A Nobel Laureate and his love for children’s literature

December 10, 2010

One of my favorite images is I.B Singer, along with other writers at the Garden Cafeteria in NYC, discussing the purpose of literature while eating mountains of rice pudding and countless cups of coffee.

I.B.Singer (Nov 21-1902- July 24, 1991) was the recipient of the 1978 Nobel Laureate in Literature. His acceptance was delivered in Yiddish and English and part of his Nobel Lectures was titled “ Why I Write for Children”.”  In honor of the Novel Laureate Award ceremony and banquet on December 10, I would like to share that piece.

…Ladies and Gentlemen: There are five hundred reasons why I began to write for children, but to save time I will mention only ten of them.

Number 1) Children read books, not reviews. They don’t give a hoot about the critics. Number 2) Children don’t read to find their identity.
Number 3) They don’t read to free themselves of guilt, to quench the thirst for rebellion, or to get rid of alienation.
Number 4) They have no use for psychology.
Number 5) They detest sociology.
Number 6) They don’t try to understand Kafka or Finnegans Wake.
Number 7) They still believe in God, the family, angels, devils, witches, goblins, logic, clarity, punctuation, and other such obsolete stuff.
Number 8) They love interesting stories, not commentary, guides, or footnotes.
Number 9) When a book is boring, they yawn openly, without any shame or fear of authority.
Number 10) They don’t expect their beloved writer to redeem humanity. Young as they are, they know that it is not in his power. Only the adults have such childish illusions.

The author of Sadako and the Thousand Paper Cranes will be missed

December 3, 2010

Eleanor Coerr, author of Sadako and the Thousand Paper Cranes, died on November 22, at the age of 88. During a writing career that spanned 25 years, Coerr published several books for children, but is best known for Sadako. First published by Puffin in 1977, the novel is based on the life of Sadako Sasaki, […]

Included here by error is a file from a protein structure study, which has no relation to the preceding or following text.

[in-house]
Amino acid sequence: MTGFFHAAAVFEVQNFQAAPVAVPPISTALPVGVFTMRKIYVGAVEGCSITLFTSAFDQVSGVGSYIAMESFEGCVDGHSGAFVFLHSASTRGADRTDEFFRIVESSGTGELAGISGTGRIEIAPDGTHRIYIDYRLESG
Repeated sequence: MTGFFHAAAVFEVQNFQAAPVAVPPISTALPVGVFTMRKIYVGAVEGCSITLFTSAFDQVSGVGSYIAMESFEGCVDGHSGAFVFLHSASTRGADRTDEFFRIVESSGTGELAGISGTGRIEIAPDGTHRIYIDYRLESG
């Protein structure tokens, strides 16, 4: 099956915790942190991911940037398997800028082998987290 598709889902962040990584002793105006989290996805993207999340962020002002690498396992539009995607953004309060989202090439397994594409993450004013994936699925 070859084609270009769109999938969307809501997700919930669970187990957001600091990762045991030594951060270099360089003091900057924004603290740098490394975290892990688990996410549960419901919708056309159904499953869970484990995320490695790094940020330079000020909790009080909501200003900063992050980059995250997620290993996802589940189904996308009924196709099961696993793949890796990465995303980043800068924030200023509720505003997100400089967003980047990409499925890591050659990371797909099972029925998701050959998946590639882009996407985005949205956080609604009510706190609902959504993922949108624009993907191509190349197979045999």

Reading books with children to build bridges and break down borders

December 3, 2010

Being in the company of educators from around the world at the ECIS conference in Nice, France  gave me renewed energy and faith in the ability of language—specifically literature, to bridge the cultural divide. Those of us who work in education have an amazing opportunity and responsibility to offer children all forms of literature that […]


The (brilliant) pedagogy of Grandmothers

December 1, 2010

Having just returned from presenting at the European Council of Independent Schools in Nice France, I want to share with you some thoughts from the conference keynote speaker, Professor Sugata Mitra. Professor Mitra’s work is in the field of Cognitive Science, Information Science, and Educational Technology. Early in the morning as I sat alongside bleary […]


Thank goodness Mark Twain failed as a newspaper reporter…

November 30, 2010

If you are a fan of Mark Twain ( 11.20.1835- 4.21.1910)— 2010 being the centennial of Mark Twain’s death—you will find yourself in your heyday.  The centennial of his death brings more events than one can keep track of. Living in San Francisco makes me proud to know that the city played a significant role […]


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